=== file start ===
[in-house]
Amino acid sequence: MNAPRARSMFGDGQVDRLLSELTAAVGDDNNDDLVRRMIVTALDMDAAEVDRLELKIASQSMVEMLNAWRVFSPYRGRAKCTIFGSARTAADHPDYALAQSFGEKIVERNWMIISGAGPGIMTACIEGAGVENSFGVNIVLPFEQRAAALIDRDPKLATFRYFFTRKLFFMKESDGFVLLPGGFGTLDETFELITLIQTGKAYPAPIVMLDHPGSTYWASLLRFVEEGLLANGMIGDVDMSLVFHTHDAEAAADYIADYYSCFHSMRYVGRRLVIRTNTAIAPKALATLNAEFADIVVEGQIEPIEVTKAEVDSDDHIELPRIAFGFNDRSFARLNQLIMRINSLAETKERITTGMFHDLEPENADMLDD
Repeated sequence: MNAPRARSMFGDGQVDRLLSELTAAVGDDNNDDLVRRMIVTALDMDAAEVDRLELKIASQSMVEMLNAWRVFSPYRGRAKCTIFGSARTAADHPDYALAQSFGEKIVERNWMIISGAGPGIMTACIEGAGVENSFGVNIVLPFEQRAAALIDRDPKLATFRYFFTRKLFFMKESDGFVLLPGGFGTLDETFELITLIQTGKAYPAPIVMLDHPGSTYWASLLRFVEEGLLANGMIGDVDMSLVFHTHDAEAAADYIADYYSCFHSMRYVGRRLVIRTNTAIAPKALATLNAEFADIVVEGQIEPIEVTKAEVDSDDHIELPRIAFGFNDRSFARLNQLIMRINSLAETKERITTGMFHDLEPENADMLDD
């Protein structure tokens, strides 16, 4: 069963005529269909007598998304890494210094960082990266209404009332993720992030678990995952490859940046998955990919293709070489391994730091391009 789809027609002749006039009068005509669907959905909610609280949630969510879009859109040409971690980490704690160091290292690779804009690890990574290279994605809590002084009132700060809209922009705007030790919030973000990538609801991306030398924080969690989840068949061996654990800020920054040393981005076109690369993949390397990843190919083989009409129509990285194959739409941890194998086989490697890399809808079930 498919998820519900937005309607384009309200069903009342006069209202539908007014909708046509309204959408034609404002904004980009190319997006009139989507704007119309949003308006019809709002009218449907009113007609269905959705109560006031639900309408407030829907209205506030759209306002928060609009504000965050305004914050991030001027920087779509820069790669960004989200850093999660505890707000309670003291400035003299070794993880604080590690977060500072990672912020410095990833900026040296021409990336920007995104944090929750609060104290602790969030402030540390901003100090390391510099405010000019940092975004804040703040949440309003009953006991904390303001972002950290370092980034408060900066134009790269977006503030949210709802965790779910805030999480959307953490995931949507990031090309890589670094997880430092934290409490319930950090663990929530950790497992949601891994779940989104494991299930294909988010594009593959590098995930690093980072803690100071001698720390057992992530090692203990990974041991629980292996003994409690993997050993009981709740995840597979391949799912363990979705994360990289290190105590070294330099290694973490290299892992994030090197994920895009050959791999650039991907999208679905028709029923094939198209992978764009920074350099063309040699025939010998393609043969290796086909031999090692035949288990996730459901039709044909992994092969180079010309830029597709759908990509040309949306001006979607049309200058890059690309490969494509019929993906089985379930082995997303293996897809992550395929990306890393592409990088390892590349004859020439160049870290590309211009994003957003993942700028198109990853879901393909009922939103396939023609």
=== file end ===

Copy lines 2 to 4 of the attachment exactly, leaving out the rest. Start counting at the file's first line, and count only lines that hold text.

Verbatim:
Amino acid sequence: MNAPRARSMFGDGQVDRLLSELTAAVGDDNNDDLVRRMIVTALDMDAAEVDRLELKIASQSMVEMLNAWRVFSPYRGRAKCTIFGSARTAADHPDYALAQSFGEKIVERNWMIISGAGPGIMTACIEGAGVENSFGVNIVLPFEQRAAALIDRDPKLATFRYFFTRKLFFMKESDGFVLLPGGFGTLDETFELITLIQTGKAYPAPIVMLDHPGSTYWASLLRFVEEGLLANGMIGDVDMSLVFHTHDAEAAADYIADYYSCFHSMRYVGRRLVIRTNTAIAPKALATLNAEFADIVVEGQIEPIEVTKAEVDSDDHIELPRIAFGFNDRSFARLNQLIMRINSLAETKERITTGMFHDLEPENADMLDD
Repeated sequence: MNAPRARSMFGDGQVDRLLSELTAAVGDDNNDDLVRRMIVTALDMDAAEVDRLELKIASQSMVEMLNAWRVFSPYRGRAKCTIFGSARTAADHPDYALAQSFGEKIVERNWMIISGAGPGIMTACIEGAGVENSFGVNIVLPFEQRAAALIDRDPKLATFRYFFTRKLFFMKESDGFVLLPGGFGTLDETFELITLIQTGKAYPAPIVMLDHPGSTYWASLLRFVEEGLLANGMIGDVDMSLVFHTHDAEAAADYIADYYSCFHSMRYVGRRLVIRTNTAIAPKALATLNAEFADIVVEGQIEPIEVTKAEVDSDDHIELPRIAFGFNDRSFARLNQLIMRINSLAETKERITTGMFHDLEPENADMLDD
């Protein structure tokens, strides 16, 4: 069963005529269909007598998304890494210094960082990266209404009332993720992030678990995952490859940046998955990919293709070489391994730091391009 789809027609002749006039009068005509669907959905909610609280949630969510879009859109040409971690980490704690160091290292690779804009690890990574290279994605809590002084009132700060809209922009705007030790919030973000990538609801991306030398924080969690989840068949061996654990800020920054040393981005076109690369993949390397990843190919083989009409129509990285194959739409941890194998086989490697890399809808079930 498919998820519900937005309607384009309200069903009342006069209202539908007014909708046509309204959408034609404002904004980009190319997006009139989507704007119309949003308006019809709002009218449907009113007609269905959705109560006031639900309408407030829907209205506030759209306002928060609009504000965050305004914050991030001027920087779509820069790669960004989200850093999660505890707000309670003291400035003299070794993880604080590690977060500072990672912020410095990833900026040296021409990336920007995104944090929750609060104290602790969030402030540390901003100090390391510099405010000019940092975004804040703040949440309003009953006991904390303001972002950290370092980034408060900066134009790269977006503030949210709802965790779910805030999480959307953490995931949507990031090309890589670094997880430092934290409490319930950090663990929530950790497992949601891994779940989104494991299930294909988010594009593959590098995930690093980072803690100071001698720390057992992530090692203990990974041991629980292996003994409690993997050993009981709740995840597979391949799912363990979705994360990289290190105590070294330099290694973490290299892992994030090197994920895009050959791999650039991907999208679905028709029923094939198209992978764009920074350099063309040699025939010998393609043969290796086909031999090692035949288990996730459901039709044909992994092969180079010309830029597709759908990509040309949306001006979607049309200058890059690309490969494509019929993906089985379930082995997303293996897809992550395929990306890393592409990088390892590349004859020439160049870290590309211009994003957003993942700028198109990853879901393909009922939103396939023609």